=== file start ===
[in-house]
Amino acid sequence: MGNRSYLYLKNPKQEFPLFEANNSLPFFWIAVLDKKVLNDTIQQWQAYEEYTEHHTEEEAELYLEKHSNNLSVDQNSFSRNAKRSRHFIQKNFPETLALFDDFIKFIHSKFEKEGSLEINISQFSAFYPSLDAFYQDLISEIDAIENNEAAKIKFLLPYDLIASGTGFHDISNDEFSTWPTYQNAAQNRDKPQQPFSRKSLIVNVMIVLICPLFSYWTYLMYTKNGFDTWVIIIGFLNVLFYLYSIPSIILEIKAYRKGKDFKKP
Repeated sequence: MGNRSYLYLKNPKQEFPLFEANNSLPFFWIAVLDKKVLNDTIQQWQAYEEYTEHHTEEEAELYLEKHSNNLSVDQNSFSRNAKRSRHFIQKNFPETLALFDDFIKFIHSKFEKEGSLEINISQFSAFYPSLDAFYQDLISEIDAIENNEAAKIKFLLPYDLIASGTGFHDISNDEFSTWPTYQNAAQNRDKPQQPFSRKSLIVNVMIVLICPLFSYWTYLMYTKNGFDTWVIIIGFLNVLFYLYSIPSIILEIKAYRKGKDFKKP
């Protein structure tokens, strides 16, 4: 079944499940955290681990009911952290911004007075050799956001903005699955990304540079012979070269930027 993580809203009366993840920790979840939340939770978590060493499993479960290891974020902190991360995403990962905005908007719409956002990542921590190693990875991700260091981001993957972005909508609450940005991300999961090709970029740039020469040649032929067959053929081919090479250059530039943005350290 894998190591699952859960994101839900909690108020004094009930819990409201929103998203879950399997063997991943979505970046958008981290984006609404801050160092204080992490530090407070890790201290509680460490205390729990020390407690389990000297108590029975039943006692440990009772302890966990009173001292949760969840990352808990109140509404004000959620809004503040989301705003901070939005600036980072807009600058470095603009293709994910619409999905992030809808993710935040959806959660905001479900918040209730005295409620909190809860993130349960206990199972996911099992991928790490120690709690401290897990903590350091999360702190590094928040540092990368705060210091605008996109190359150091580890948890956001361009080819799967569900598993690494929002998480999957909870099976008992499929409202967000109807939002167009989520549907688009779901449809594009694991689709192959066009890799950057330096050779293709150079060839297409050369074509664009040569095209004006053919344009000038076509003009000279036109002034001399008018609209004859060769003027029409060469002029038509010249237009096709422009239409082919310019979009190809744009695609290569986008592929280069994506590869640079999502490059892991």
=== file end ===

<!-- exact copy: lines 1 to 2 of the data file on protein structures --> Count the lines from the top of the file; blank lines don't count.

[in-house]
Amino acid sequence: MGNRSYLYLKNPKQEFPLFEANNSLPFFWIAVLDKKVLNDTIQQWQAYEEYTEHHTEEEAELYLEKHSNNLSVDQNSFSRNAKRSRHFIQKNFPETLALFDDFIKFIHSKFEKEGSLEINISQFSAFYPSLDAFYQDLISEIDAIENNEAAKIKFLLPYDLIASGTGFHDISNDEFSTWPTYQNAAQNRDKPQQPFSRKSLIVNVMIVLICPLFSYWTYLMYTKNGFDTWVIIIGFLNVLFYLYSIPSIILEIKAYRKGKDFKKP